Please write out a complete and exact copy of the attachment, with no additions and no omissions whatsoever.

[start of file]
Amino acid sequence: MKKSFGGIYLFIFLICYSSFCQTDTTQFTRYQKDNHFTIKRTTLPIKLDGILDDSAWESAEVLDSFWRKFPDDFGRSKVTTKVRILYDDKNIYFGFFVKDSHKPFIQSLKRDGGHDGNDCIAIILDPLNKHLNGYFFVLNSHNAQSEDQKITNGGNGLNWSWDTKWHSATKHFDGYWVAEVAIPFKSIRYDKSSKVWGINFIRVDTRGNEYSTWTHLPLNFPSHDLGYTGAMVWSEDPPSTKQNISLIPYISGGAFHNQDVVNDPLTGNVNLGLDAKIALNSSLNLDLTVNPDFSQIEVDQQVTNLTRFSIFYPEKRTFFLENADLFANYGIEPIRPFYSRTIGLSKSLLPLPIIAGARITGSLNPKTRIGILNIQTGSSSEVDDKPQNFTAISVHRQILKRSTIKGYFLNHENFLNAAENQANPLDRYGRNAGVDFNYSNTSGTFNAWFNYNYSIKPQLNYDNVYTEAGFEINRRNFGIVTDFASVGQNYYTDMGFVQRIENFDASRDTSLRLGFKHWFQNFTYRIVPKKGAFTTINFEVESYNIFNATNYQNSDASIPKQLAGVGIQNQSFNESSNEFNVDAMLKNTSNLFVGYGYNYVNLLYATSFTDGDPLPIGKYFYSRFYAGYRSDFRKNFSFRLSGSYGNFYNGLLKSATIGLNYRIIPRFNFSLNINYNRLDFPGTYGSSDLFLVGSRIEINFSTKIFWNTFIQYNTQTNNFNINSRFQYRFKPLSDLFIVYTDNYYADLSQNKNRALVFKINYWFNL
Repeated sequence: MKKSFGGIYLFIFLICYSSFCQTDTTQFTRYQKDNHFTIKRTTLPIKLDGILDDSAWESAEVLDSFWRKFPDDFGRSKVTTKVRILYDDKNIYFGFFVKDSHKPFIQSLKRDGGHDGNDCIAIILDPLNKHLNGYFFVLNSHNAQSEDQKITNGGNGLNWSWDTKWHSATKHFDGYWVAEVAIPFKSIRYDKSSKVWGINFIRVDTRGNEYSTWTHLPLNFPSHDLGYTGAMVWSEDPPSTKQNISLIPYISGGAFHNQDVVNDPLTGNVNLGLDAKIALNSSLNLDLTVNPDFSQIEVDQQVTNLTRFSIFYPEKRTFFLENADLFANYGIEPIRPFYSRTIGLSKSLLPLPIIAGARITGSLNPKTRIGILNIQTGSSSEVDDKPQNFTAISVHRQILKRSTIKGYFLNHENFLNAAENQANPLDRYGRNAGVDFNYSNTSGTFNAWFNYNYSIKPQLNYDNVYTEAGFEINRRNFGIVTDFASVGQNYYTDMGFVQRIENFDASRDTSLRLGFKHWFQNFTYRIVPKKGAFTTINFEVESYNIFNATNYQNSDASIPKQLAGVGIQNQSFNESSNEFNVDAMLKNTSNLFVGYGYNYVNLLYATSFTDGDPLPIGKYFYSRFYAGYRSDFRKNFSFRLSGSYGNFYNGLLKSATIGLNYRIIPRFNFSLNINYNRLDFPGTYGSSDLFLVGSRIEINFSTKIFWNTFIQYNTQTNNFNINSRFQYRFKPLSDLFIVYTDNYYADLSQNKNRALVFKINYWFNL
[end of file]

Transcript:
Amino acid sequence: MKKSFGGIYLFIFLICYSSFCQTDTTQFTRYQKDNHFTIKRTTLPIKLDGILDDSAWESAEVLDSFWRKFPDDFGRSKVTTKVRILYDDKNIYFGFFVKDSHKPFIQSLKRDGGHDGNDCIAIILDPLNKHLNGYFFVLNSHNAQSEDQKITNGGNGLNWSWDTKWHSATKHFDGYWVAEVAIPFKSIRYDKSSKVWGINFIRVDTRGNEYSTWTHLPLNFPSHDLGYTGAMVWSEDPPSTKQNISLIPYISGGAFHNQDVVNDPLTGNVNLGLDAKIALNSSLNLDLTVNPDFSQIEVDQQVTNLTRFSIFYPEKRTFFLENADLFANYGIEPIRPFYSRTIGLSKSLLPLPIIAGARITGSLNPKTRIGILNIQTGSSSEVDDKPQNFTAISVHRQILKRSTIKGYFLNHENFLNAAENQANPLDRYGRNAGVDFNYSNTSGTFNAWFNYNYSIKPQLNYDNVYTEAGFEINRRNFGIVTDFASVGQNYYTDMGFVQRIENFDASRDTSLRLGFKHWFQNFTYRIVPKKGAFTTINFEVESYNIFNATNYQNSDASIPKQLAGVGIQNQSFNESSNEFNVDAMLKNTSNLFVGYGYNYVNLLYATSFTDGDPLPIGKYFYSRFYAGYRSDFRKNFSFRLSGSYGNFYNGLLKSATIGLNYRIIPRFNFSLNINYNRLDFPGTYGSSDLFLVGSRIEINFSTKIFWNTFIQYNTQTNNFNINSRFQYRFKPLSDLFIVYTDNYYADLSQNKNRALVFKINYWFNL
Repeated sequence: MKKSFGGIYLFIFLICYSSFCQTDTTQFTRYQKDNHFTIKRTTLPIKLDGILDDSAWESAEVLDSFWRKFPDDFGRSKVTTKVRILYDDKNIYFGFFVKDSHKPFIQSLKRDGGHDGNDCIAIILDPLNKHLNGYFFVLNSHNAQSEDQKITNGGNGLNWSWDTKWHSATKHFDGYWVAEVAIPFKSIRYDKSSKVWGINFIRVDTRGNEYSTWTHLPLNFPSHDLGYTGAMVWSEDPPSTKQNISLIPYISGGAFHNQDVVNDPLTGNVNLGLDAKIALNSSLNLDLTVNPDFSQIEVDQQVTNLTRFSIFYPEKRTFFLENADLFANYGIEPIRPFYSRTIGLSKSLLPLPIIAGARITGSLNPKTRIGILNIQTGSSSEVDDKPQNFTAISVHRQILKRSTIKGYFLNHENFLNAAENQANPLDRYGRNAGVDFNYSNTSGTFNAWFNYNYSIKPQLNYDNVYTEAGFEINRRNFGIVTDFASVGQNYYTDMGFVQRIENFDASRDTSLRLGFKHWFQNFTYRIVPKKGAFTTINFEVESYNIFNATNYQNSDASIPKQLAGVGIQNQSFNESSNEFNVDAMLKNTSNLFVGYGYNYVNLLYATSFTDGDPLPIGKYFYSRFYAGYRSDFRKNFSFRLSGSYGNFYNGLLKSATIGLNYRIIPRFNFSLNINYNRLDFPGTYGSSDLFLVGSRIEINFSTKIFWNTFIQYNTQTNNFNINSRFQYRFKPLSDLFIVYTDNYYADLSQNKNRALVFKINYWFNL